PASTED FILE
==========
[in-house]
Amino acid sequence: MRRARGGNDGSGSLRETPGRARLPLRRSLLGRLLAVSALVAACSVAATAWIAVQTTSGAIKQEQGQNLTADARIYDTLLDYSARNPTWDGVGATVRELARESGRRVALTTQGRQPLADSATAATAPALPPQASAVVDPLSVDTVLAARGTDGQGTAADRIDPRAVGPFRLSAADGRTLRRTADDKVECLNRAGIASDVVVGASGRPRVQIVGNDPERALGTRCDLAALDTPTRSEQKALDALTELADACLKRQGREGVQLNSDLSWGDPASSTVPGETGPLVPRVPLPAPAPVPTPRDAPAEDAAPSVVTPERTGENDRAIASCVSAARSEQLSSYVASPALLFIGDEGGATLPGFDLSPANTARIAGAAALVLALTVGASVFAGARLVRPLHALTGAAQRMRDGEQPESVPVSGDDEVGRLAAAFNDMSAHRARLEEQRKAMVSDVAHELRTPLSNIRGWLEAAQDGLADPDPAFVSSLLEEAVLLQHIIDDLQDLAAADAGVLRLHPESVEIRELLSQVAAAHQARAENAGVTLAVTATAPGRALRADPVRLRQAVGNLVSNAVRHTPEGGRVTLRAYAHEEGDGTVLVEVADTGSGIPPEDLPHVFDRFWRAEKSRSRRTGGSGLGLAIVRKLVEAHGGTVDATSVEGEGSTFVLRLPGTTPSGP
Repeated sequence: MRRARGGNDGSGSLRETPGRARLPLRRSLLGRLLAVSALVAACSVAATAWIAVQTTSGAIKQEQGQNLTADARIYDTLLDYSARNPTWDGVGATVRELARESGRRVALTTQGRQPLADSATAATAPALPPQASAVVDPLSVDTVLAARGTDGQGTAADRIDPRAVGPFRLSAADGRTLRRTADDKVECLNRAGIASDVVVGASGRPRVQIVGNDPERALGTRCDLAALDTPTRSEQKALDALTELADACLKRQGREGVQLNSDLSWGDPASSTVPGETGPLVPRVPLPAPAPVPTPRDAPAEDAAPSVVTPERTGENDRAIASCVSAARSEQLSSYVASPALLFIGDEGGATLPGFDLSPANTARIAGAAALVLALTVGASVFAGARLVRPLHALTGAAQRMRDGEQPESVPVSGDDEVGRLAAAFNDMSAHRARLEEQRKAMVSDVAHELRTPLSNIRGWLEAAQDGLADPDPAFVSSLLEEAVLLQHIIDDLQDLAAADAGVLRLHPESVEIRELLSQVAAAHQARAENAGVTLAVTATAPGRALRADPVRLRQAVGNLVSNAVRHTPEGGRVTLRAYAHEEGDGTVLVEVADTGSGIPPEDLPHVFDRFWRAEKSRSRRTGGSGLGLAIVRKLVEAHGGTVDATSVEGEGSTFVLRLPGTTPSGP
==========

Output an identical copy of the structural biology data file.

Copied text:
[in-house]
Amino acid sequence: MRRARGGNDGSGSLRETPGRARLPLRRSLLGRLLAVSALVAACSVAATAWIAVQTTSGAIKQEQGQNLTADARIYDTLLDYSARNPTWDGVGATVRELARESGRRVALTTQGRQPLADSATAATAPALPPQASAVVDPLSVDTVLAARGTDGQGTAADRIDPRAVGPFRLSAADGRTLRRTADDKVECLNRAGIASDVVVGASGRPRVQIVGNDPERALGTRCDLAALDTPTRSEQKALDALTELADACLKRQGREGVQLNSDLSWGDPASSTVPGETGPLVPRVPLPAPAPVPTPRDAPAEDAAPSVVTPERTGENDRAIASCVSAARSEQLSSYVASPALLFIGDEGGATLPGFDLSPANTARIAGAAALVLALTVGASVFAGARLVRPLHALTGAAQRMRDGEQPESVPVSGDDEVGRLAAAFNDMSAHRARLEEQRKAMVSDVAHELRTPLSNIRGWLEAAQDGLADPDPAFVSSLLEEAVLLQHIIDDLQDLAAADAGVLRLHPESVEIRELLSQVAAAHQARAENAGVTLAVTATAPGRALRADPVRLRQAVGNLVSNAVRHTPEGGRVTLRAYAHEEGDGTVLVEVADTGSGIPPEDLPHVFDRFWRAEKSRSRRTGGSGLGLAIVRKLVEAHGGTVDATSVEGEGSTFVLRLPGTTPSGP
Repeated sequence: MRRARGGNDGSGSLRETPGRARLPLRRSLLGRLLAVSALVAACSVAATAWIAVQTTSGAIKQEQGQNLTADARIYDTLLDYSARNPTWDGVGATVRELARESGRRVALTTQGRQPLADSATAATAPALPPQASAVVDPLSVDTVLAARGTDGQGTAADRIDPRAVGPFRLSAADGRTLRRTADDKVECLNRAGIASDVVVGASGRPRVQIVGNDPERALGTRCDLAALDTPTRSEQKALDALTELADACLKRQGREGVQLNSDLSWGDPASSTVPGETGPLVPRVPLPAPAPVPTPRDAPAEDAAPSVVTPERTGENDRAIASCVSAARSEQLSSYVASPALLFIGDEGGATLPGFDLSPANTARIAGAAALVLALTVGASVFAGARLVRPLHALTGAAQRMRDGEQPESVPVSGDDEVGRLAAAFNDMSAHRARLEEQRKAMVSDVAHELRTPLSNIRGWLEAAQDGLADPDPAFVSSLLEEAVLLQHIIDDLQDLAAADAGVLRLHPESVEIRELLSQVAAAHQARAENAGVTLAVTATAPGRALRADPVRLRQAVGNLVSNAVRHTPEGGRVTLRAYAHEEGDGTVLVEVADTGSGIPPEDLPHVFDRFWRAEKSRSRRTGGSGLGLAIVRKLVEAHGGTVDATSVEGEGSTFVLRLPGTTPSGP